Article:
This series of lectures are for the home sewer who wants to improve their technique and will concentrate on showing you how to make a specific thing each time. Each class will go for 2.5 hours, and you can pick and choose which ones you want to attend, depending on your interests. Pay $20 per class, and bring a note pad and pen.

  • demystifying and adapting commercial patterns to fit.

  • custom made skirts
  • custom made pants
  • Sewing techniques ( Pockets, buttonholes, zips, seams etc )

  • french draping

Please note that this is a lecture and demonstration, rather than a workshop where you will be sewing.

Wardrobe Revamp

Using your existing wardrobe as a base, you will learn how to customise pre-existing garments through altering, refashioning and resewing.

For more information on dates and prices , please email me at

Who am I?

Alan Alda said a great thing.
He said "The creative is the place where no one else has ever been.You need to leave the city of your comfort and go into the wilderness of your intuition. What you'll discover will be wonderful. What you'll discover is yourself.".

When I was a child, despite the fact that I broke needle after needle, my mother would encourage me to sew. It was always a way of entering into a wonderful imaginary world. A world where I had friends who I could dress up with clothes I made them and castles created from cardboard boxes.
I also grew up in a small city in New Zealand in the 1970's with a black and white TV, no DVDs, video games or the such, and my sister and I had to make our own fun.

I was fortunate to be bought up in a way where my creativity flourished, and was encouraged. But, as it is said, it is never too late to have a happy childhood, and I truly believe that everyone has a creative side to them just waiting to come out. A unique expression of them that will be both wonderful and mysterious.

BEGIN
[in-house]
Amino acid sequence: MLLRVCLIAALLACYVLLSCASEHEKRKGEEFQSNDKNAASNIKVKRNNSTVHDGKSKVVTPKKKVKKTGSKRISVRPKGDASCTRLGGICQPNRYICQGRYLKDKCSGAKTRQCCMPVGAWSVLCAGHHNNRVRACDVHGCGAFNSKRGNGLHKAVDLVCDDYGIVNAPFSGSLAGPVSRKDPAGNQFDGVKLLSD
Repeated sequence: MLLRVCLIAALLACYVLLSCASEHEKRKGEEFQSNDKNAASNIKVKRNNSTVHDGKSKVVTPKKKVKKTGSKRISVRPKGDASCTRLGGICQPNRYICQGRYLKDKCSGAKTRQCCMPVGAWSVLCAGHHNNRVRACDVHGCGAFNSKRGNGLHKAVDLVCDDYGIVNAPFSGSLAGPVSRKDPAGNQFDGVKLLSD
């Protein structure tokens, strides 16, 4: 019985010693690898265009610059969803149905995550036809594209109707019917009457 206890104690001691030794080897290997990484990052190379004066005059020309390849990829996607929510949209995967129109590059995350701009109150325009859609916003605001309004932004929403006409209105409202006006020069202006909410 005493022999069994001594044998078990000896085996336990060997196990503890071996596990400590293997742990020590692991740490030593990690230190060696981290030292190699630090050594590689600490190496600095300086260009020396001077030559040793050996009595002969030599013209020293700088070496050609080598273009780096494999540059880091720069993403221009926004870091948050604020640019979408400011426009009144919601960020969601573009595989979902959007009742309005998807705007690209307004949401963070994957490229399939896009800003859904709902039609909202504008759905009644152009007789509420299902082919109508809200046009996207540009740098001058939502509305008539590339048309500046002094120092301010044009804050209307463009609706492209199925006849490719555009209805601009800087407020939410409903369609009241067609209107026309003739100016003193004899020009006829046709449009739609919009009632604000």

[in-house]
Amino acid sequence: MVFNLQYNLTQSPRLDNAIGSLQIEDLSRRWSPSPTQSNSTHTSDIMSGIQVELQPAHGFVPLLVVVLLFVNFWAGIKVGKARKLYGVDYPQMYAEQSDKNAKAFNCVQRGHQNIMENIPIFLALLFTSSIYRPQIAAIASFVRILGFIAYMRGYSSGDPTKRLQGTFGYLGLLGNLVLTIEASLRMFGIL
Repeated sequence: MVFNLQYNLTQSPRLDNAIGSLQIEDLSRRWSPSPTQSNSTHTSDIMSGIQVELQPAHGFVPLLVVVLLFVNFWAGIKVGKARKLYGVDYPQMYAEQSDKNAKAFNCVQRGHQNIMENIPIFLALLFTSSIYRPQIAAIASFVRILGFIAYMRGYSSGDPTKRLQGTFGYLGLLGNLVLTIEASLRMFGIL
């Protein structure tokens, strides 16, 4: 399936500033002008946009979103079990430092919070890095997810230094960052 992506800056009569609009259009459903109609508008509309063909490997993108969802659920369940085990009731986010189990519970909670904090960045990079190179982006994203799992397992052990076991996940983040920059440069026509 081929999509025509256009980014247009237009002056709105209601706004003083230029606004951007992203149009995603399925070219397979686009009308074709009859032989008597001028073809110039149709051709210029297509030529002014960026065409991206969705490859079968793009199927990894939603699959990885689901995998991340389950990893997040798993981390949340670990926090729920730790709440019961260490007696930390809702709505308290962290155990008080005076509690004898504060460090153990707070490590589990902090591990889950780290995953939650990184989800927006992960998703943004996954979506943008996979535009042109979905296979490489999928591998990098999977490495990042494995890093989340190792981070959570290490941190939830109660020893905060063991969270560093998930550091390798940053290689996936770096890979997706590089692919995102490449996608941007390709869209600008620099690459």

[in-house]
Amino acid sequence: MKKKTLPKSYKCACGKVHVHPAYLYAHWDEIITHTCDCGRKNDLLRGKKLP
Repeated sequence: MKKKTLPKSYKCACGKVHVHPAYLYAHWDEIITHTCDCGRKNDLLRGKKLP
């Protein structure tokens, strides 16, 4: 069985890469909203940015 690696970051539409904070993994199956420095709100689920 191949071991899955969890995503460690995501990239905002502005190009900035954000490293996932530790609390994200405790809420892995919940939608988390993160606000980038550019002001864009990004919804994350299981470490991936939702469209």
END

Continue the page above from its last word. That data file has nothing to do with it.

I went on to study both theatre costume and clothing manufacturing, as well as attaining a degree in Fine art ( majoring in painting).

these days I fill most of my time with either teaching or making, and find the more I make, the more my creativity is fed and the more ideas I have.

I think there is a place for art, craft and general making in today's environment for a number of reasons:

- Reusing things that are discarded and remaking them into something useful and perhaps even beautiful is fantastically resourceful, and a move away from being part of the huge consumerist grid.
-Making is time consuming, requires you to slow down and is a nice quiet kind of meditation
- The handmade is loved by the maker (usually.. sometimes I find my creations just down right weird, then they are thrown into the "craft fail" pile to be dealt with at a later date), and usually appreciated by others too.
-they are unique in a way that mass produced objects can never be.

Take the handmade pledge get crafting!

I will post dates of workshops on this blog for those living in Perth or Fremantle, and try to keep the rest of you up to date with virtual tutorials and lots of Pics from the workshops.
If you are interested in what I make for sale, please have a look at my Etsy shop on